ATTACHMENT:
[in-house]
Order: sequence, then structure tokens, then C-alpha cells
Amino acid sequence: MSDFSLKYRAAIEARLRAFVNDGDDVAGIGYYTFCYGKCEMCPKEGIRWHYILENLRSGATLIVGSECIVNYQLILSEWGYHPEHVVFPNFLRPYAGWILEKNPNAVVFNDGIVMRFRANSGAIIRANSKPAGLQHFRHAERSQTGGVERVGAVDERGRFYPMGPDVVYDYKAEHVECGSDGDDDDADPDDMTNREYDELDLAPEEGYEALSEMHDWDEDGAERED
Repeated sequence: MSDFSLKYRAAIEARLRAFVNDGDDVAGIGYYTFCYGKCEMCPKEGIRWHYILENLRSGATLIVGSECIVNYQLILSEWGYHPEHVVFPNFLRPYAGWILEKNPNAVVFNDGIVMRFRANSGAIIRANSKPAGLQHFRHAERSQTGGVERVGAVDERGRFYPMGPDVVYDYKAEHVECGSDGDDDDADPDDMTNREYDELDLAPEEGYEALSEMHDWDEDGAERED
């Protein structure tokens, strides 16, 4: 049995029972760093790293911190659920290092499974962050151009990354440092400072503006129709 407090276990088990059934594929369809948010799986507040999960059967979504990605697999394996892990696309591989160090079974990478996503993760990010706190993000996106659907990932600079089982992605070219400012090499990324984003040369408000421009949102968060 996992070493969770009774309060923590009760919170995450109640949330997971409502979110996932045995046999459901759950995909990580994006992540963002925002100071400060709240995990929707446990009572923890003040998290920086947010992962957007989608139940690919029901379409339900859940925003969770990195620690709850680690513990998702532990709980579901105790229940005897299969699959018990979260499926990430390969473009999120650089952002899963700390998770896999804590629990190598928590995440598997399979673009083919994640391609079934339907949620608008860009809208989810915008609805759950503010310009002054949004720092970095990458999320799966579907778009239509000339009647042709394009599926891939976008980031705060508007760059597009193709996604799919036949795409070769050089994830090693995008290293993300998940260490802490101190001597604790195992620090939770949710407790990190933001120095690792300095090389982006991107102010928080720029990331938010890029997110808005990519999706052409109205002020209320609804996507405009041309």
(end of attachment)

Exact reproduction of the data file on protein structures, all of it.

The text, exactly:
[in-house]
Order: sequence, then structure tokens, then C-alpha cells
Amino acid sequence: MSDFSLKYRAAIEARLRAFVNDGDDVAGIGYYTFCYGKCEMCPKEGIRWHYILENLRSGATLIVGSECIVNYQLILSEWGYHPEHVVFPNFLRPYAGWILEKNPNAVVFNDGIVMRFRANSGAIIRANSKPAGLQHFRHAERSQTGGVERVGAVDERGRFYPMGPDVVYDYKAEHVECGSDGDDDDADPDDMTNREYDELDLAPEEGYEALSEMHDWDEDGAERED
Repeated sequence: MSDFSLKYRAAIEARLRAFVNDGDDVAGIGYYTFCYGKCEMCPKEGIRWHYILENLRSGATLIVGSECIVNYQLILSEWGYHPEHVVFPNFLRPYAGWILEKNPNAVVFNDGIVMRFRANSGAIIRANSKPAGLQHFRHAERSQTGGVERVGAVDERGRFYPMGPDVVYDYKAEHVECGSDGDDDDADPDDMTNREYDELDLAPEEGYEALSEMHDWDEDGAERED
């Protein structure tokens, strides 16, 4: 049995029972760093790293911190659920290092499974962050151009990354440092400072503006129709 407090276990088990059934594929369809948010799986507040999960059967979504990605697999394996892990696309591989160090079974990478996503993760990010706190993000996106659907990932600079089982992605070219400012090499990324984003040369408000421009949102968060 996992070493969770009774309060923590009760919170995450109640949330997971409502979110996932045995046999459901759950995909990580994006992540963002925002100071400060709240995990929707446990009572923890003040998290920086947010992962957007989608139940690919029901379409339900859940925003969770990195620690709850680690513990998702532990709980579901105790229940005897299969699959018990979260499926990430390969473009999120650089952002899963700390998770896999804590629990190598928590995440598997399979673009083919994640391609079934339907949620608008860009809208989810915008609805759950503010310009002054949004720092970095990458999320799966579907778009239509000339009647042709394009599926891939976008980031705060508007760059597009193709996604799919036949795409070769050089994830090693995008290293993300998940260490802490101190001597604790195992620090939770949710407790990190933001120095690792300095090389982006991107102010928080720029990331938010890029997110808005990519999706052409109205002020209320609804996507405009041309």